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This is Week 2 of Season 3 in my new 13 Weeks of Wild Man Writing and Radical Reading Series. Every week day I try to blog about compelling writers, their ideas, and interesting headlines at PJM and across the web.
In the previous weeks I’ve discussed 15 of my favorite writers and major intellectual influences in foreign policy, culture, and history. (At the bottom of each of these posts they’re all listed with links to their entries.) I’ll continue to add more authors to these sections but today I’m beginning another two categories of writers who I regard as core influences. Today’s entry and future ones in the coming weeks will feature writers who have most influenced my approach to New Media. I’ll continue to mostly focus first on PJM columnists and editors before moving on to other writers throughout history and today’s media.
The media innovators I’ll discuss are both blogosphere pioneers and those who have taken the medium to the next level to accomplish extraordinary things: Glenn Reynolds, J. Christian Adams, Ed Driscoll, Stephen Green, Richard Fernandez, Bryan Preston, Bridget Johnson, and Helen Smith. (Given the volume of posts — most of them on timely subjects — that they do, I’m also now going to begin to include links to all of Ed’s and Stephen’s posts in these rounds-ups alongside Bryan’s and Bridget’s. I’ll also be cross-posting more of their posts along with some of Glenn’s more Lifestyle-oriented Instapundit posts.)
The second category I’m planning to begin in the coming weeks is my list of top 20 conservative columnists. (Ann Coulter will be the first discussed; she remains #1 on the list, with her new book more than securing her position.)
But first, leading this section of New Media influences is not just a single individual but an institution: Prager University.
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“Give us five minutes, we’ll give you a semester.”
I’ll soon get to writing about Dennis Prager and his ideas’ role in Conservatism 3.0. (Click here for my extended review of his recent book Still the Best Hope: Why the World Needs American Values to Triumph.) He’ll be high on the top 20 columnists list.
But Prager University should be regarded as an entity unto itself. Prager’s spirit is infused into all the organization’s releases, but a number of others work very hard to inject the magic that makes the project so extraordinary. It’s indeed a team effort and a shining example of how to adapt what makes Prager’s radio show so effective into a medium that we can pass off to friends and family who wouldn’t be caught dead listening to talk radio.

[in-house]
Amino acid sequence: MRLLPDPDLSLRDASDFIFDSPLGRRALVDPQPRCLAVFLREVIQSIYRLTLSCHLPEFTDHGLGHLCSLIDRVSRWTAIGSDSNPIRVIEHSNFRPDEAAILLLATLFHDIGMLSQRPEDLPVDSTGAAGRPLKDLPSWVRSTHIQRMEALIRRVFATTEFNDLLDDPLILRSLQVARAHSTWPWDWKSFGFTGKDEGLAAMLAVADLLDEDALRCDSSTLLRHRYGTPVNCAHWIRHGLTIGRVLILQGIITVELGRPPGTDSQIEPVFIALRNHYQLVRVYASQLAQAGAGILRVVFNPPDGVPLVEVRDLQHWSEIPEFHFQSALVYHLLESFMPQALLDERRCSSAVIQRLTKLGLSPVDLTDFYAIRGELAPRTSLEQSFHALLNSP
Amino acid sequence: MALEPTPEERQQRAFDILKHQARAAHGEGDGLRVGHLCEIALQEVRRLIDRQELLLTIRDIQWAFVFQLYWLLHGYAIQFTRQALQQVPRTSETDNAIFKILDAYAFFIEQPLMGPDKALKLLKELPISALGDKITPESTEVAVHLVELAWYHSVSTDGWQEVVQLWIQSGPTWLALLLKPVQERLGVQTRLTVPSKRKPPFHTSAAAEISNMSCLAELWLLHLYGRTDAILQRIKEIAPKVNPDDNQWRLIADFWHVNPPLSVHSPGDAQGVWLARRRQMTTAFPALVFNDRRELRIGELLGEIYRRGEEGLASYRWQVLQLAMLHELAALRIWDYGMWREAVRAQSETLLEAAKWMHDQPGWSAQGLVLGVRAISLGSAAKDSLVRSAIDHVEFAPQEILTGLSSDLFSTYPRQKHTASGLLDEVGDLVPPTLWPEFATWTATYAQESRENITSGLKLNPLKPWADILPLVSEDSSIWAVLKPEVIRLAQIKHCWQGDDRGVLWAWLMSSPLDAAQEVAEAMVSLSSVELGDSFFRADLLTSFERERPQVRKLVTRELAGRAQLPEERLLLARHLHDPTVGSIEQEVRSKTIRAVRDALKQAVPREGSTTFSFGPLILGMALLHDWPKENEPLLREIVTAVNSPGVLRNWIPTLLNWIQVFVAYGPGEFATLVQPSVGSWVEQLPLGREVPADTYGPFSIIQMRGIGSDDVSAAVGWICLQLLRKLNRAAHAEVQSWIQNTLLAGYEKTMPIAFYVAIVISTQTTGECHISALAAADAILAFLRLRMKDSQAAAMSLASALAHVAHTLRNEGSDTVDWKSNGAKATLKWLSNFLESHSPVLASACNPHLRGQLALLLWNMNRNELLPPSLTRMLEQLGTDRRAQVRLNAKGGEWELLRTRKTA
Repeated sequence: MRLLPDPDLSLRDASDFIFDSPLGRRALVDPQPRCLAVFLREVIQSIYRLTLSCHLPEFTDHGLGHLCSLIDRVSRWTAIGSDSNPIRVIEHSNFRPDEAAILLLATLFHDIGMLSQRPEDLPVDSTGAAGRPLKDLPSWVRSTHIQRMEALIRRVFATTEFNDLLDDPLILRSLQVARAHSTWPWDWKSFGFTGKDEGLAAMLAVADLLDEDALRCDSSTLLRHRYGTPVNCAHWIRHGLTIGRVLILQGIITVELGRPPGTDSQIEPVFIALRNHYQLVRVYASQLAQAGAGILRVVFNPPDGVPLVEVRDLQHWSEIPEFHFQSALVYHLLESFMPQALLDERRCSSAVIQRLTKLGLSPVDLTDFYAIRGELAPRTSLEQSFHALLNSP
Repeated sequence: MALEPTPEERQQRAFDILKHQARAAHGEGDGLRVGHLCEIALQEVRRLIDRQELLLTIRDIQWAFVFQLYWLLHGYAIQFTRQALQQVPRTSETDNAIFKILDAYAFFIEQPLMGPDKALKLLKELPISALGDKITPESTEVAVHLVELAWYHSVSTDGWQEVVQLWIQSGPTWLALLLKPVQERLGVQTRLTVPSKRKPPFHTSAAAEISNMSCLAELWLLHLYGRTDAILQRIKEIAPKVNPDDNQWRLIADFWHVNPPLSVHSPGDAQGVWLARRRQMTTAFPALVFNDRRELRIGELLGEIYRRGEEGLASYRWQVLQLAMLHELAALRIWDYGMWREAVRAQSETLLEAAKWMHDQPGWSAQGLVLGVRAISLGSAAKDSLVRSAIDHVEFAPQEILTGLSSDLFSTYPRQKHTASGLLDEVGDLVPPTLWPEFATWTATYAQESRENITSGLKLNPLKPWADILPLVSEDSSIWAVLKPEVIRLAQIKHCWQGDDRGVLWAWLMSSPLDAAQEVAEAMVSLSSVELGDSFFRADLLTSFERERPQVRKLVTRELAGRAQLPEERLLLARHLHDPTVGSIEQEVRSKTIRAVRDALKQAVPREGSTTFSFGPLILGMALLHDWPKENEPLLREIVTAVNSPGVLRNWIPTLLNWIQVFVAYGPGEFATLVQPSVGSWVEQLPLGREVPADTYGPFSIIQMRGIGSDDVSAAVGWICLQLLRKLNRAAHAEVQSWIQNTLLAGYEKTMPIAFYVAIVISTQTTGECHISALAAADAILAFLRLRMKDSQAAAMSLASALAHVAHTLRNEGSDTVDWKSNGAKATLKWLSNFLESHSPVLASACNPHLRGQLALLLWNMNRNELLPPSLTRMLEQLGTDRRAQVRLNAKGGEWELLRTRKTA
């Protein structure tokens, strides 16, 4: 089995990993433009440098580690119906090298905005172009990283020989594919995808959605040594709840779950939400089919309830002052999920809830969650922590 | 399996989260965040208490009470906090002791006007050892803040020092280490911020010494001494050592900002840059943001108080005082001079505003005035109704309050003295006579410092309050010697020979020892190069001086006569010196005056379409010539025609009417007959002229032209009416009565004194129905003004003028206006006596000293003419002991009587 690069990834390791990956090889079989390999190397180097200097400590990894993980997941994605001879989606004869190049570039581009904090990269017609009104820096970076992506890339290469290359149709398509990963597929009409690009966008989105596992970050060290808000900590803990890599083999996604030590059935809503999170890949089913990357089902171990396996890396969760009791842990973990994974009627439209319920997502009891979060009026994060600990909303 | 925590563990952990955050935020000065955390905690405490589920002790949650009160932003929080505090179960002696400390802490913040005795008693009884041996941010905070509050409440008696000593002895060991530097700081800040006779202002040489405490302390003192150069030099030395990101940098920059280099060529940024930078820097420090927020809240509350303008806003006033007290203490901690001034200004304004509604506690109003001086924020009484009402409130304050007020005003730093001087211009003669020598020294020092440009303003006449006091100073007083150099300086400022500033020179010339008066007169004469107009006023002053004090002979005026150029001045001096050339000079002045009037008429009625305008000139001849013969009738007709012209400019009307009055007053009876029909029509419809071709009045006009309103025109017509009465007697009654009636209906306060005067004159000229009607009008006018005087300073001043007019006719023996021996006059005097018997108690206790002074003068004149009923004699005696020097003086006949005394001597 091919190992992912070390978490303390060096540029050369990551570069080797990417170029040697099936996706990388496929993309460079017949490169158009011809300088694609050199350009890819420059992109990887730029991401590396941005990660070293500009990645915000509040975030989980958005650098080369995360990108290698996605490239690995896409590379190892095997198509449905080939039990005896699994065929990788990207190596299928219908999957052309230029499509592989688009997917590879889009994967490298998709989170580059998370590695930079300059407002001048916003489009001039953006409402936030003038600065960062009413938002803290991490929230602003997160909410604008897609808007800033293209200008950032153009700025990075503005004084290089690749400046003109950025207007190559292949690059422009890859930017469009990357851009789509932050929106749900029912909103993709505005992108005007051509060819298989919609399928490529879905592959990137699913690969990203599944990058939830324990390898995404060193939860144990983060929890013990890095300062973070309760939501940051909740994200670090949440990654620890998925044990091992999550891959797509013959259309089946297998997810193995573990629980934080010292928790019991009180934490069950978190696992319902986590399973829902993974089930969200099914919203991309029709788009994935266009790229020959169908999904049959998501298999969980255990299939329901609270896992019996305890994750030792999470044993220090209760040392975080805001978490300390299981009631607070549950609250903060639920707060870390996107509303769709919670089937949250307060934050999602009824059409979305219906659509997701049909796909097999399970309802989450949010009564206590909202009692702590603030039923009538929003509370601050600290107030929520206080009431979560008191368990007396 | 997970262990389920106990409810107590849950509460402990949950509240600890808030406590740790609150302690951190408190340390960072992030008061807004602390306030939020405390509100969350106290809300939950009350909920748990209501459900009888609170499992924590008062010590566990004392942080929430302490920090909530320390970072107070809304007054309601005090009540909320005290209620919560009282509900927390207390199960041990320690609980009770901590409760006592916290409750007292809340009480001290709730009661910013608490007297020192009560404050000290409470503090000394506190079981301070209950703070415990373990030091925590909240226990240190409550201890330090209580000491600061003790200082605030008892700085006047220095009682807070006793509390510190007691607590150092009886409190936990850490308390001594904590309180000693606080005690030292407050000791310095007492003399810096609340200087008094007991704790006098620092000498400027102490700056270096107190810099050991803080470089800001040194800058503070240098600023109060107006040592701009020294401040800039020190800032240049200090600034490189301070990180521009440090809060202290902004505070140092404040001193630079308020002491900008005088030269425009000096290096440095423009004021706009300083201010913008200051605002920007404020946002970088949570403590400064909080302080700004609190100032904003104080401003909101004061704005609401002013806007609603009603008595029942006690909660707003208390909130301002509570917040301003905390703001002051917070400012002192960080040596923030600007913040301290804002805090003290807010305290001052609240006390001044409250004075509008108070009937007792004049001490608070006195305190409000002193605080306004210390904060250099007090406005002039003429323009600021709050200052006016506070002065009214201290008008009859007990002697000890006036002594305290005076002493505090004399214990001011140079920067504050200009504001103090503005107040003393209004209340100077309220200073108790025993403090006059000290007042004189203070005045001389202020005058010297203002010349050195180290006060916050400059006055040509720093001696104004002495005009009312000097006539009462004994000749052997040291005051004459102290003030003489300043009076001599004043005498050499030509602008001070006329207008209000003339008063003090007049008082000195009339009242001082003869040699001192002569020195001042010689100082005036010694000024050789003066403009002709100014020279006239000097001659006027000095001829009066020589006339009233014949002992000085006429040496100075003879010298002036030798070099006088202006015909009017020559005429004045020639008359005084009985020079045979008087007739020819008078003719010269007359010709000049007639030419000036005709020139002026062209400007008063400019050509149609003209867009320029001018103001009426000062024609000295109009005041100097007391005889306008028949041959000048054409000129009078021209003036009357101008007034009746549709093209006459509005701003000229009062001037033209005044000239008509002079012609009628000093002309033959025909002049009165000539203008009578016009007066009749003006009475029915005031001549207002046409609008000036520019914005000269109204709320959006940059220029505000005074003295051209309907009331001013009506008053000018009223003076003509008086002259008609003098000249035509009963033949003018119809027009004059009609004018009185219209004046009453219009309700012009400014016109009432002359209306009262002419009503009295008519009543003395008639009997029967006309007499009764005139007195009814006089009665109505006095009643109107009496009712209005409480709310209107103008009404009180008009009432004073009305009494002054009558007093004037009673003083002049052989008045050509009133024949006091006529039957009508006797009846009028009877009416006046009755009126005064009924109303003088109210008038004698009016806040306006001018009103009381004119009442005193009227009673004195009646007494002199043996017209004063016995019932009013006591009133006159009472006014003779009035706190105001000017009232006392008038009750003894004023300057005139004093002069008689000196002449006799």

Prager University releases multiple videos each month, 5-minute courses featuring some of the world’s most respected authors, professors, and thinkers. Each video is both factual and analyzes the world through a moral point of view. Subjects range from history to religion to philosophy and gender relations. These aren’t just videos to inform, they’re to persuade. Prager University’s is the only series of online videos that I’m aware of that has any chance whatsoever of winning over those wobbling on the edge of shifting from Left to Right, from secular to religious, from Democrat to Republican. Each video is a concentrated dosage of the best arguments for the Judeo-Christian value system, Americanism, and the interpretations of history and the present day that flow from them.
For a broader sample of what I’m talking about, see some of these potentially life-changing videos. Eleven of my favorites in religion and pro-Israel truth-telling are in these two previous posts:
Seriously — I know of no better presentation of American values than what Prager U puts out consistently. Their formula really needs to be imitated by every conservative, pro-American organization. They’re a light illuminating the path amidst the fog of media war.
I think it’s very appropriate that Prager University’s logo is a lighthouse. One of the most consistent themes in Prager University’s videos — an extension of one of Dennis’s core values — is the one in this week’s video that I quoted in the headline: we have to fight both our own human nature and nature itself.